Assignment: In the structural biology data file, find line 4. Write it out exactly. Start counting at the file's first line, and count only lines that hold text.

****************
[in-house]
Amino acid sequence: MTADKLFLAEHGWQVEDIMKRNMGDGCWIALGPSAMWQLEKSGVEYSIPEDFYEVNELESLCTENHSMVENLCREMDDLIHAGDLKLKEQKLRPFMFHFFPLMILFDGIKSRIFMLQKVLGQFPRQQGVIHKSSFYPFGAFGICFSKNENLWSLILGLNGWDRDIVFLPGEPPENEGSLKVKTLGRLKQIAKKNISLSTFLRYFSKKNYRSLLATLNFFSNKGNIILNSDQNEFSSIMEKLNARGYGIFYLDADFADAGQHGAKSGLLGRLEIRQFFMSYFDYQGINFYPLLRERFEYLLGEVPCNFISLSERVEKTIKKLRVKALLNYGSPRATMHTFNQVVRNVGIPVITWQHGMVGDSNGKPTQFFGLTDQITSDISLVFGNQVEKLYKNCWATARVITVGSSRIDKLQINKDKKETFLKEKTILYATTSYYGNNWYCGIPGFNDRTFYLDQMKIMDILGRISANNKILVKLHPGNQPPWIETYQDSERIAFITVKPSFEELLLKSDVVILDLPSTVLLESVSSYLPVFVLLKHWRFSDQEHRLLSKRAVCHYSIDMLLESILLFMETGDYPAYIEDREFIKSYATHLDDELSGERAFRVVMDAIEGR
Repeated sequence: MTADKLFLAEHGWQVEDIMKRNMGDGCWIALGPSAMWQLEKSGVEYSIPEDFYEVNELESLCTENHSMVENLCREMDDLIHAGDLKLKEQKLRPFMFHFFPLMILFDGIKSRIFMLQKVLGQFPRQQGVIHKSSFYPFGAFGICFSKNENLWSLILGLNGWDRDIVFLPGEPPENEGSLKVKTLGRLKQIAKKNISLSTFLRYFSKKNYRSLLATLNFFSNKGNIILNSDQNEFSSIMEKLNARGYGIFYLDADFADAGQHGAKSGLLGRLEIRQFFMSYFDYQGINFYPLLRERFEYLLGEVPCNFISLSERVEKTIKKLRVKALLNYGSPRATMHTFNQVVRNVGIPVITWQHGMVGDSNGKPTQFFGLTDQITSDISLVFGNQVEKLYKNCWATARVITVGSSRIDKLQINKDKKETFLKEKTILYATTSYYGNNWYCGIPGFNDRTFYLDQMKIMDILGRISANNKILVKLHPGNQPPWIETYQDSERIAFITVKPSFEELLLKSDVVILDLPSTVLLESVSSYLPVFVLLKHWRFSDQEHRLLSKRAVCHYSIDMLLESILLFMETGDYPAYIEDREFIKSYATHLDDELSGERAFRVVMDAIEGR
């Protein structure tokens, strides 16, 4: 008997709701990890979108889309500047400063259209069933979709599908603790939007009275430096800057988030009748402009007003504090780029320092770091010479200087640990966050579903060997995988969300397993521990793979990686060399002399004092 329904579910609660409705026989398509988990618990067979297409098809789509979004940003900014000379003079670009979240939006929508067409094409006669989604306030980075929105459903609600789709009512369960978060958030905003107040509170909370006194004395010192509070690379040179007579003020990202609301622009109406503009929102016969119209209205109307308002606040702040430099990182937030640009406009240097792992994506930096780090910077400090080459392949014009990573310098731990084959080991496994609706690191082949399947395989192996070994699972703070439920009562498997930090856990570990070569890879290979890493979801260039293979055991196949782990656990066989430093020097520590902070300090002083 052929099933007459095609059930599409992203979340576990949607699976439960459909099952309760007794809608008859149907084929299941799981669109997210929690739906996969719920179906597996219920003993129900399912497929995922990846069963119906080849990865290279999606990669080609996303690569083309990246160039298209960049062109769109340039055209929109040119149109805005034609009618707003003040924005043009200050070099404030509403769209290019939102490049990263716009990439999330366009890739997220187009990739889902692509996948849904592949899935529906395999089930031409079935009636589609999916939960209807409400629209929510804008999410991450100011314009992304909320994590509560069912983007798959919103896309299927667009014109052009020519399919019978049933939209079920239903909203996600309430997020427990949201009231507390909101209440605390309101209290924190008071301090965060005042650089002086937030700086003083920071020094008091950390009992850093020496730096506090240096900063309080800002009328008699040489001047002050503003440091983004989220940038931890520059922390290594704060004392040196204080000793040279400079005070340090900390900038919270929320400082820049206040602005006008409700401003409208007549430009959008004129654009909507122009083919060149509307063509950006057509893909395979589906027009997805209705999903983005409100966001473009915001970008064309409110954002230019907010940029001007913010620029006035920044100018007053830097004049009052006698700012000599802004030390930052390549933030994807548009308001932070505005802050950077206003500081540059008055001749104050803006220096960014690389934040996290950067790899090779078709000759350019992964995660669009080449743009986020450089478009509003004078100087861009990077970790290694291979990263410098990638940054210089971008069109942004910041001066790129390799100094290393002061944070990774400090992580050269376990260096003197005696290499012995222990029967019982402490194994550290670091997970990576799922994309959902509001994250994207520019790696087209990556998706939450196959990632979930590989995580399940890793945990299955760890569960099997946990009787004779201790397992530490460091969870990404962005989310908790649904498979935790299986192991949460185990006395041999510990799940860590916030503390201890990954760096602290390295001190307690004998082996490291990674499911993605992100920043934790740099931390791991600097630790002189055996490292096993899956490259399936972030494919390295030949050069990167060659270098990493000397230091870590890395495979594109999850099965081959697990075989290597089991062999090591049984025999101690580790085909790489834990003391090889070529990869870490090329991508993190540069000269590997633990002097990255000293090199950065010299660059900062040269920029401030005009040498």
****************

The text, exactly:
């Protein structure tokens, strides 16, 4: 008997709701990890979108889309500047400063259209069933979709599908603790939007009275430096800057988030009748402009007003504090780029320092770091010479200087640990966050579903060997995988969300397993521990793979990686060399002399004092 329904579910609660409705026989398509988990618990067979297409098809789509979004940003900014000379003079670009979240939006929508067409094409006669989604306030980075929105459903609600789709009512369960978060958030905003107040509170909370006194004395010192509070690379040179007579003020990202609301622009109406503009929102016969119209209205109307308002606040702040430099990182937030640009406009240097792992994506930096780090910077400090080459392949014009990573310098731990084959080991496994609706690191082949399947395989192996070994699972703070439920009562498997930090856990570990070569890879290979890493979801260039293979055991196949782990656990066989430093020097520590902070300090002083 052929099933007459095609059930599409992203979340576990949607699976439960459909099952309760007794809608008859149907084929299941799981669109997210929690739906996969719920179906597996219920003993129900399912497929995922990846069963119906080849990865290279999606990669080609996303690569083309990246160039298209960049062109769109340039055209929109040119149109805005034609009618707003003040924005043009200050070099404030509403769209290019939102490049990263716009990439999330366009890739997220187009990739889902692509996948849904592949899935529906395999089930031409079935009636589609999916939960209807409400629209929510804008999410991450100011314009992304909320994590509560069912983007798959919103896309299927667009014109052009020519399919019978049933939209079920239903909203996600309430997020427990949201009231507390909101209440605390309101209290924190008071301090965060005042650089002086937030700086003083920071020094008091950390009992850093020496730096506090240096900063309080800002009328008699040489001047002050503003440091983004989220940038931890520059922390290594704060004392040196204080000793040279400079005070340090900390900038919270929320400082820049206040602005006008409700401003409208007549430009959008004129654009909507122009083919060149509307063509950006057509893909395979589906027009997805209705999903983005409100966001473009915001970008064309409110954002230019907010940029001007913010620029006035920044100018007053830097004049009052006698700012000599802004030390930052390549933030994807548009308001932070505005802050950077206003500081540059008055001749104050803006220096960014690389934040996290950067790899090779078709000759350019992964995660669009080449743009986020450089478009509003004078100087861009990077970790290694291979990263410098990638940054210089971008069109942004910041001066790129390799100094290393002061944070990774400090992580050269376990260096003197005696290499012995222990029967019982402490194994550290670091997970990576799922994309959902509001994250994207520019790696087209990556998706939450196959990632979930590989995580399940890793945990299955760890569960099997946990009787004779201790397992530490460091969870990404962005989310908790649904498979935790299986192991949460185990006395041999510990799940860590916030503390201890990954760096602290390295001190307690004998082996490291990674499911993605992100920043934790740099931390791991600097630790002189055996490292096993899956490259399936972030494919390295030949050069990167060659270098990493000397230091870590890395495979594109999850099965081959697990075989290597089991062999090591049984025999101690580790085909790489834990003391090889070529990869870490090329991508993190540069000269590997633990002097990255000293090199950065010299660059900062040269920029401030005009040498």